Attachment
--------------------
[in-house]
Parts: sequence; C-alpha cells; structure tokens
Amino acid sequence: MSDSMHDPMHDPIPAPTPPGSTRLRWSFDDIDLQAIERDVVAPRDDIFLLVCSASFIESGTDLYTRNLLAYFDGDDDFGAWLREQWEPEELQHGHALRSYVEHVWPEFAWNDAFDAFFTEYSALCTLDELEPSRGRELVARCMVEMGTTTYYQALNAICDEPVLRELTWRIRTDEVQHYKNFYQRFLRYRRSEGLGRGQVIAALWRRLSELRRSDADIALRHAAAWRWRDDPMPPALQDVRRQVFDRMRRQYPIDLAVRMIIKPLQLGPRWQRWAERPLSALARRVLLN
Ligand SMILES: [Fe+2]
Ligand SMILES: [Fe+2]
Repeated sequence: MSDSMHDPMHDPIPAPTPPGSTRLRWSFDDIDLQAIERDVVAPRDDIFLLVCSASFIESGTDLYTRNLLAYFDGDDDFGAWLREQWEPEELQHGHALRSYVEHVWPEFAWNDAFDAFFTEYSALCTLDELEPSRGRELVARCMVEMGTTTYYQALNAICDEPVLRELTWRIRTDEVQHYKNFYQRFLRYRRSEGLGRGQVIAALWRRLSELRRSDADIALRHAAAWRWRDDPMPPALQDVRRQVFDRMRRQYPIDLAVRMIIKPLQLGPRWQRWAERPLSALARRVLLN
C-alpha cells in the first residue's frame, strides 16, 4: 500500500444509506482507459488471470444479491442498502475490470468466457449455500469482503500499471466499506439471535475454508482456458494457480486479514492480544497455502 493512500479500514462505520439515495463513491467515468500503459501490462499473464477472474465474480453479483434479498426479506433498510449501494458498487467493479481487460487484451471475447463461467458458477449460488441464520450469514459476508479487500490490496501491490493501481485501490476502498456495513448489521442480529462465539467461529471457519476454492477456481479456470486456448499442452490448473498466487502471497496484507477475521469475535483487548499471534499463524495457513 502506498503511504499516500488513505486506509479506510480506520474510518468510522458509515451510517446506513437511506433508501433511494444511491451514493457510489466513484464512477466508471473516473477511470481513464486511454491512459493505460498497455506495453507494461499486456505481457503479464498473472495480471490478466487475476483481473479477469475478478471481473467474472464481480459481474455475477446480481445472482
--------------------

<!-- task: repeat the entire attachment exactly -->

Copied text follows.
[in-house]
Parts: sequence; C-alpha cells; structure tokens
Amino acid sequence: MSDSMHDPMHDPIPAPTPPGSTRLRWSFDDIDLQAIERDVVAPRDDIFLLVCSASFIESGTDLYTRNLLAYFDGDDDFGAWLREQWEPEELQHGHALRSYVEHVWPEFAWNDAFDAFFTEYSALCTLDELEPSRGRELVARCMVEMGTTTYYQALNAICDEPVLRELTWRIRTDEVQHYKNFYQRFLRYRRSEGLGRGQVIAALWRRLSELRRSDADIALRHAAAWRWRDDPMPPALQDVRRQVFDRMRRQYPIDLAVRMIIKPLQLGPRWQRWAERPLSALARRVLLN
Ligand SMILES: [Fe+2]
Ligand SMILES: [Fe+2]
Repeated sequence: MSDSMHDPMHDPIPAPTPPGSTRLRWSFDDIDLQAIERDVVAPRDDIFLLVCSASFIESGTDLYTRNLLAYFDGDDDFGAWLREQWEPEELQHGHALRSYVEHVWPEFAWNDAFDAFFTEYSALCTLDELEPSRGRELVARCMVEMGTTTYYQALNAICDEPVLRELTWRIRTDEVQHYKNFYQRFLRYRRSEGLGRGQVIAALWRRLSELRRSDADIALRHAAAWRWRDDPMPPALQDVRRQVFDRMRRQYPIDLAVRMIIKPLQLGPRWQRWAERPLSALARRVLLN
C-alpha cells in the first residue's frame, strides 16, 4: 500500500444509506482507459488471470444479491442498502475490470468466457449455500469482503500499471466499506439471535475454508482456458494457480486479514492480544497455502 493512500479500514462505520439515495463513491467515468500503459501490462499473464477472474465474480453479483434479498426479506433498510449501494458498487467493479481487460487484451471475447463461467458458477449460488441464520450469514459476508479487500490490496501491490493501481485501490476502498456495513448489521442480529462465539467461529471457519476454492477456481479456470486456448499442452490448473498466487502471497496484507477475521469475535483487548499471534499463524495457513 502506498503511504499516500488513505486506509479506510480506520474510518468510522458509515451510517446506513437511506433508501433511494444511491451514493457510489466513484464512477466508471473516473477511470481513464486511454491512459493505460498497455506495453507494461499486456505481457503479464498473472495480471490478466487475476483481473479477469475478478471481473467474472464481480459481474455475477446480481445472482